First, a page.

Friday, March 4, 2016

Area of Effect Images

When I was working on the 1st Edition of Book of War, at some point I drew out models of some of major area-of-effects (namely, fireballs and breath weapons) to see how many character figures would fit inside them (i.e., be normally subject to hits). I find that I keep wanting to refer back to them for many different types of work, but I always forget where I have them filed. So for personal reference here there are on the blog.

Now: Keep in mind, as usual, that I interpret the distances in inches literally on the tabletop, as given in Original D&D Vol-1 and Vol-2 (Men and Monsters); and assuming the same scale as the figures used, so about 1" = 5 feet. The prescription that appeared in Vol-3, that 1" = 10 feet, I ignore. (See the sidebar on house rules for more discussion.) The figures and counters that I used are at the standard 3/4" (or 20mm) square base for men; or 1×2" (25×50mm) for horses.

Also, my general assumption is that there is some spread between figures; that is, a few feet between ranks of soldiers, or some amount of scattering in the face of melee/ missiles/ magic fire. Here's what that "sparse" crowding looks like:

Areas of Effect: Sparse Crowding

As you can see, a fireball catches about 7 men; the red dragon breath cone catches about 14 men, the green dragon cloud a similar 15, but the blue dragon's line is smaller with only 7 men encompassed (further reduced for lesser types like black and white dragons). For cavalry, the numbers would technically be reduced (3, 5, or 8 figures hit by breath). But for simplicity in Book of War, I rounded off and said that all of these attack forms hit about 10 men, that is, 1 figure at mass scale.

However, perhaps you don't share my assumption about men being spread out a bit in most cases. If the figures are packed maximally "dense", then here's what you get instead:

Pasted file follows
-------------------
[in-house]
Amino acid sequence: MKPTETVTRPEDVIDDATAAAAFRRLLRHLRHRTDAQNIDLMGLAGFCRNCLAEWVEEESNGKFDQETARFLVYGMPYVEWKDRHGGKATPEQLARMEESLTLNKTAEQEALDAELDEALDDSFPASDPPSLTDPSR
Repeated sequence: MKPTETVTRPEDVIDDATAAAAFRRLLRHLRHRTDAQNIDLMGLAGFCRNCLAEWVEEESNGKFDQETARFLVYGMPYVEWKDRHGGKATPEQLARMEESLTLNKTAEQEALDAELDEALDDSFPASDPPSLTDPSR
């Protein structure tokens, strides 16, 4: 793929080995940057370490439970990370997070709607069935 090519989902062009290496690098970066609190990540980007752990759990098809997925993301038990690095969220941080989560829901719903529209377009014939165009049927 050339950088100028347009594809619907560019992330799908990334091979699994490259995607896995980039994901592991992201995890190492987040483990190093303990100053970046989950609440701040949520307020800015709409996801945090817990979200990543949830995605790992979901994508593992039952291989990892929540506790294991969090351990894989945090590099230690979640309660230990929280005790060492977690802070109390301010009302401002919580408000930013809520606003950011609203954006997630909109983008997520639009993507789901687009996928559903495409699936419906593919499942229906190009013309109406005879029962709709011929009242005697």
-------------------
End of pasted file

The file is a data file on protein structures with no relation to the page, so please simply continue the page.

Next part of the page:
Areas of Effect: Dense Crowding

In this case, a fireball hits about 13 men; and the breath from red dragon hits 26, green dragon 30, blue dragon 13. Here we find 5, 8, or 12 cavalry figures in a dragon's breath area. In principle, this might argue for the red and green dragon breath types to hit up to 3 figures of men at mass scale; but all of the others (like fireball) still round off to 10 men, so I think that gives extra evidence for the simplicity of the Book of War rule that only 1 mass figure can be affected.

More generally, I find that keeping this in mind helps to adjudicate at any time we're abstracting the action away from actual figures on a tabletop (for example, when using random/abstract opponent selection as in the AD&D DMG).


11 comments:

  1. After basing a whole lot of figures at 1", I decided for simplicity to make everything at a 1" scale, but even then, I think your approach still works. Or I've ruled for simplicity's sake that it does :)

    Are those Battlesystem counters I see? :) Was that scale 3/4" for figures as well?

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    1. Yes, yes, and yes. :-) Those Battlesystem counters are indeed 3/4" squares for foot and 1×2" rectangles for cavalry. Which also matches classic Warhammer and Book of War.

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  2. I always stunk at war games, so forgive this question but: what is the advantage of 1 inch per 5 foot scale? Not just that scale, actually, but any scale. I mean, I know you have to have a standard but what is the difference/advantage between 1" equals 10 yards and 1 inch equals 5 feet?

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    1. It's that 1" = 5 ft matches the scale of the miniature figures. If you vary from this, then the figures' length, width, and height don't cover the right amount of space, and you forever have to be correcting for it during play.

      Say you play D&D at 1" = 10 yards. In 10 yards about 6 people across should stand, but you can only fit 1 figure in that space on the table, so what do you do? If there's a 10 ft. pit it's only 1/3 the size of a figure, so a player will think they can easily step across it. A 20 ft. high castle wall is only at chin-level to the PC's figure. A purple worm figure will be 6 times larger than its own tunnel on the map. The number of figures that can fit in a hall, a room, a ship deck, a castle tower, around a throne or altar don't work out. And on and on forever.